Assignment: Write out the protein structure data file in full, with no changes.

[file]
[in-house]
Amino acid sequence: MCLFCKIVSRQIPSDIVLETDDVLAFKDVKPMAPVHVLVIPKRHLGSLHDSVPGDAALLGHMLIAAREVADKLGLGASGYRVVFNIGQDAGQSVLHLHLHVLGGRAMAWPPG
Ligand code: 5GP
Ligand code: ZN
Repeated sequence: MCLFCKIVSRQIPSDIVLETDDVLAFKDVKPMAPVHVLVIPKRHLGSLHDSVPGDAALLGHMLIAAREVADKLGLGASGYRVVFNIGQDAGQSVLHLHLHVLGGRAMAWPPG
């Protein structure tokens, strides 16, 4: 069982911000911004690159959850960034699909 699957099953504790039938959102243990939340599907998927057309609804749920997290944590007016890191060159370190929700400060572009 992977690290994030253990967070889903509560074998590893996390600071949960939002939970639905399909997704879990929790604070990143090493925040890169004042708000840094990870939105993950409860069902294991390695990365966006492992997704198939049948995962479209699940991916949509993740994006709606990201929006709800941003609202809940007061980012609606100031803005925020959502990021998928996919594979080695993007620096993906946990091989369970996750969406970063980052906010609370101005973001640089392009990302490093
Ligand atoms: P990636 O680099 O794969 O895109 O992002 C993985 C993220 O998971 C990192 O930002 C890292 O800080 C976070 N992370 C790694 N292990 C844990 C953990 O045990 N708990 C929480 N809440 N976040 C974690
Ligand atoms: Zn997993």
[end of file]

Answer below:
[in-house]
Amino acid sequence: MCLFCKIVSRQIPSDIVLETDDVLAFKDVKPMAPVHVLVIPKRHLGSLHDSVPGDAALLGHMLIAAREVADKLGLGASGYRVVFNIGQDAGQSVLHLHLHVLGGRAMAWPPG
Ligand code: 5GP
Ligand code: ZN
Repeated sequence: MCLFCKIVSRQIPSDIVLETDDVLAFKDVKPMAPVHVLVIPKRHLGSLHDSVPGDAALLGHMLIAAREVADKLGLGASGYRVVFNIGQDAGQSVLHLHLHVLGGRAMAWPPG
């Protein structure tokens, strides 16, 4: 069982911000911004690159959850960034699909 699957099953504790039938959102243990939340599907998927057309609804749920997290944590007016890191060159370190929700400060572009 992977690290994030253990967070889903509560074998590893996390600071949960939002939970639905399909997704879990929790604070990143090493925040890169004042708000840094990870939105993950409860069902294991390695990365966006492992997704198939049948995962479209699940991916949509993740994006709606990201929006709800941003609202809940007061980012609606100031803005925020959502990021998928996919594979080695993007620096993906946990091989369970996750969406970063980052906010609370101005973001640089392009990302490093
Ligand atoms: P990636 O680099 O794969 O895109 O992002 C993985 C993220 O998971 C990192 O930002 C890292 O800080 C976070 N992370 C790694 N292990 C844990 C953990 O045990 N708990 C929480 N809440 N976040 C974690
Ligand atoms: Zn997993």